Warner-Kamsler and his fellow trees were on the march this morning. “I think it went pretty well, we showed our strength, made out points, and soon we’ll do it again even stronger, because we’re not going away.”
Police say that by 10am, about 50 arrests had been made at the Occupy protests in New York. CNBC reported that many New York Stock Exchange workers were up to an hour late for work, but – despite the claims of Occupy protesters on Twitter – the sounding of the opening bell at 9.30am was not delayed.
Protesters have now regrouped in Zuccotti Park, which is packed with hundreds of people. There have been scuffles here, and a number of arrests.
Activist Michael Kink, executive director of the Strong Economy for All Coalition, got inside the New York Stock Exchange this morning and managed to indulge in a little direct action. It appears he was allowed in to be a guest on the business network CNBC, which has studios inside NYSE.
Our reporter Karen McVeigh, who is also on the scene in the Financial District, notes that Wall Street workers were furious at the disruption to their day.
Protesters had threatened to stop the bell that marks the start of trading at the New York Stock Exchange in Wall Street. But in the end, Occupy Wall Street marchers were not allowed anywhere near it The NYSE is surrounded on all sides by metal barricades, designated a “frozen area” by police.
Only employees with company ID are being allowed through. Workers, already blocked from leaving the subway at their usual exits are tutting and exhaling at police officers directing them away from streets closed because of the march.
There was little sympathy for the occupy movement here. “I’ve been trying to get to work for half an hour, they should throw them all in jail,” one woman said as she approached Exchange Place, where protesters had gathered and were sitting in a circle telling stories of economic hardship.
A man in a suit waiting to be allowed through a police barricade told his friend: “Don’t worry they’ll all get arrested in a minute.” Groups of protesters gathered in the streets parallel to Wall street, singing and chanting behind barriers.
Adam Gabbatt has been speaking to a Wall Street worker who opposes the protests. Here’s an audio recording of his interview.
New York Stock Exchange and split the march into smaller, more easily contained groups. There have been more scuffles and arrests:The Occupy protesters have succeeded in causing considerable disruption in Lower Manhattan this morning, but police have secured the
This video, taken by Adam Gabbatt, shows a man being arrested and bundled into a police van on Broadway.
Earlier, the NYPD broke up a human blockade of Occupy Wall Streetprotesters in order to allow a police bus to be moved in the direction of the New York Stock Exchange, reports Ryan Devereaux.
Protesters had gathered in front of the police barricades at the intersection of Broad earlier this morning. Shortly before 9:30 the department moved in a bus directly in front of the gathered demonstrators. The police then opened the barricades and began pushing demonstrators from behind. One young man was pulled over a barricade and thrown to the ground. Roughly a half dozen were arrested.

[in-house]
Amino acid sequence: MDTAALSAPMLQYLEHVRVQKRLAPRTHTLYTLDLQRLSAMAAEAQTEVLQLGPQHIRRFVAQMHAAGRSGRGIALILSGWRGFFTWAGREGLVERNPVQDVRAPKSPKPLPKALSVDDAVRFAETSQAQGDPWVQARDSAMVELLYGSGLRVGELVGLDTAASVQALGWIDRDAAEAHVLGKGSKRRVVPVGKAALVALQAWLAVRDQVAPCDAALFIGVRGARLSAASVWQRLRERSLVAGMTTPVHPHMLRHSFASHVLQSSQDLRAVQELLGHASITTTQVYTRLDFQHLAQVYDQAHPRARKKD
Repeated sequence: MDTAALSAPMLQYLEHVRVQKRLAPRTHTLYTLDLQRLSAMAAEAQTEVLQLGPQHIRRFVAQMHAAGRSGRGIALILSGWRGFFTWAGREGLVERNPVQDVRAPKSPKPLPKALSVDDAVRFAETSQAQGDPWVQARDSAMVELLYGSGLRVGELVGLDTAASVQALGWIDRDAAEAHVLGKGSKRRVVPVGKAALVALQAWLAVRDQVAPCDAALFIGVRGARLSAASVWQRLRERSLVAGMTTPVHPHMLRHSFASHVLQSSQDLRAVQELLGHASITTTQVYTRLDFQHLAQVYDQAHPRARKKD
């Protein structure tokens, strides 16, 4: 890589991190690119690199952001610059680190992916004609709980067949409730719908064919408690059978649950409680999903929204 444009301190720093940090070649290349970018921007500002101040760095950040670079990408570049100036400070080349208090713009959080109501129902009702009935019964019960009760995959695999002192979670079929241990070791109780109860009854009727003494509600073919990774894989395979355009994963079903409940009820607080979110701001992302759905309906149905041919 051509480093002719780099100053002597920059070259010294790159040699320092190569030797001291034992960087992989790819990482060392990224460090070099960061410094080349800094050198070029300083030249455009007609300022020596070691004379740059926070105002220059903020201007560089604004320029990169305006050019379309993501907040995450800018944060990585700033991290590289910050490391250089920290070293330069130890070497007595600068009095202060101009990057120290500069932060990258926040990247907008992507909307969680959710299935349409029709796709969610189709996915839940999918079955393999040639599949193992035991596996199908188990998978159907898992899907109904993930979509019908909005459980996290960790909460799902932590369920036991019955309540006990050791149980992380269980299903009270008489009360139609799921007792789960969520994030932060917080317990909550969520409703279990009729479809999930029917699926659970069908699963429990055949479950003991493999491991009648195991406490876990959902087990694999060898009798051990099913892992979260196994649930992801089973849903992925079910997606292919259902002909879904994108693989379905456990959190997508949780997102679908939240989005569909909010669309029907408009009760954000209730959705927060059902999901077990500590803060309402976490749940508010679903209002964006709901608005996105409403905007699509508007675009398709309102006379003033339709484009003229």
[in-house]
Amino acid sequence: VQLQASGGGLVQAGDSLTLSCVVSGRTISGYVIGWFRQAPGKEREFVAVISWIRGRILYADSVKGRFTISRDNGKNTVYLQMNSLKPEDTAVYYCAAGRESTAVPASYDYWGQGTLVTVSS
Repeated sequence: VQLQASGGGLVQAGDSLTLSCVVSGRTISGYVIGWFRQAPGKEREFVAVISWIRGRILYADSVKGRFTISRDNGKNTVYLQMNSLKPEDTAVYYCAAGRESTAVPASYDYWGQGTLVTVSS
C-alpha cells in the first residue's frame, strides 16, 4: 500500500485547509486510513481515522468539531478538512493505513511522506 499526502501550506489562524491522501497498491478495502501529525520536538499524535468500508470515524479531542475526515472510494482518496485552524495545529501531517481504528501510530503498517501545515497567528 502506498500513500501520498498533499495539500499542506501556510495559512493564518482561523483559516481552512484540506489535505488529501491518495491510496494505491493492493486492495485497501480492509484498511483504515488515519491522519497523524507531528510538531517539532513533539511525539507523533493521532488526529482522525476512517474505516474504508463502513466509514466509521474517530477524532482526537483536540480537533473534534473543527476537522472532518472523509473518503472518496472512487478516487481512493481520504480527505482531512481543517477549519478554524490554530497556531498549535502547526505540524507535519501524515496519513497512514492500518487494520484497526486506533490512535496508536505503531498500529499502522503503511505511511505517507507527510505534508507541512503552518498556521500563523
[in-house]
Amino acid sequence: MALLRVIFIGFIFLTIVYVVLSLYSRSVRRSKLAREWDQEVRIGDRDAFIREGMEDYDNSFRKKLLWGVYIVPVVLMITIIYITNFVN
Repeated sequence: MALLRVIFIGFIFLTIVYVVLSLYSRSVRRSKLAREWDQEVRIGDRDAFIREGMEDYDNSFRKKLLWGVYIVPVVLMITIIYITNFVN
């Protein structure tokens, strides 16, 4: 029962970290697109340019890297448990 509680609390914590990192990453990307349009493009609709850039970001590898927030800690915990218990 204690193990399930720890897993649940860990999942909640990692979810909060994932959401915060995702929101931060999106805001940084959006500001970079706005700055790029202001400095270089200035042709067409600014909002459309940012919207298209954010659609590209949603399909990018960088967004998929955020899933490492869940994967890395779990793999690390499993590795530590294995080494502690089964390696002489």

Shortly thereafter another skirmish broke out as officers attempted to push protesters onto the sidewalk. Earlier at the intersection police struck a Russia Today producer with a baton as she was filming
Occupy protesters appear to have succeeded in blocking all access points to Wall Street now, with no-one being allowed in. The Stock Exchange is due to open at 9.30am, and Salon reporter Justin Elliott says there’s speculation that protesters may make a symbolic move at that time. Our reporter Adam Gabbatt says he thinks enough workers will have made it in to the NYSE for the opening bell to be rung and the exchange to open as planned.
Here and there, localised scuffles are breaking out. Freelance journalist Andrew Katz says he counted 22 arrests at the intersection of Broadway and Pine. Multiple reports on Twitter say batons have been drawn and pepper spray deployed at the intersection of Broadway and Beaver.
Here’s a report from Adam Gabbatt of the first 90 minutes of the protest today.
The first event in Occupy Wall Street’s “day of action” is an attempt to “shut down Wall Street”- kicking off a series of protests on the movement’s two month anniversary. At 6.30am around 100 people were gathered at Zuccotti Park, but with a steady stream of protesters beginning to arrive.
Some 300m south, a police barricade, flanked by TV news crews, was blocking access to Wall Street. Workers were allowed to enter the street, but only after showing company ID. I tried to enter, but was told “no press today, for security reasons”, by a police officer.
By 7.30am the crowd had left Zuccotti Park, but only to gather in the square opposite their former camp. Some 500 people massed there, listening to briefings about what to do if arrested, before setting off on the march to Wall Street.
Heading east, the streets leading south onto Wall Street were blocks by police officers and metal barricades. Protesters finally accessed Wall street after finding a route along Pearl Street, gathering outside Deutsche Bank for around five minutes before setting off
The march is quite spread out, with regular shouts of “slow down” to those at the front appearing to go unheeded.
Police are taking preventative action by blocking key streets before protesters arrive, but are generally allowing the march to progress.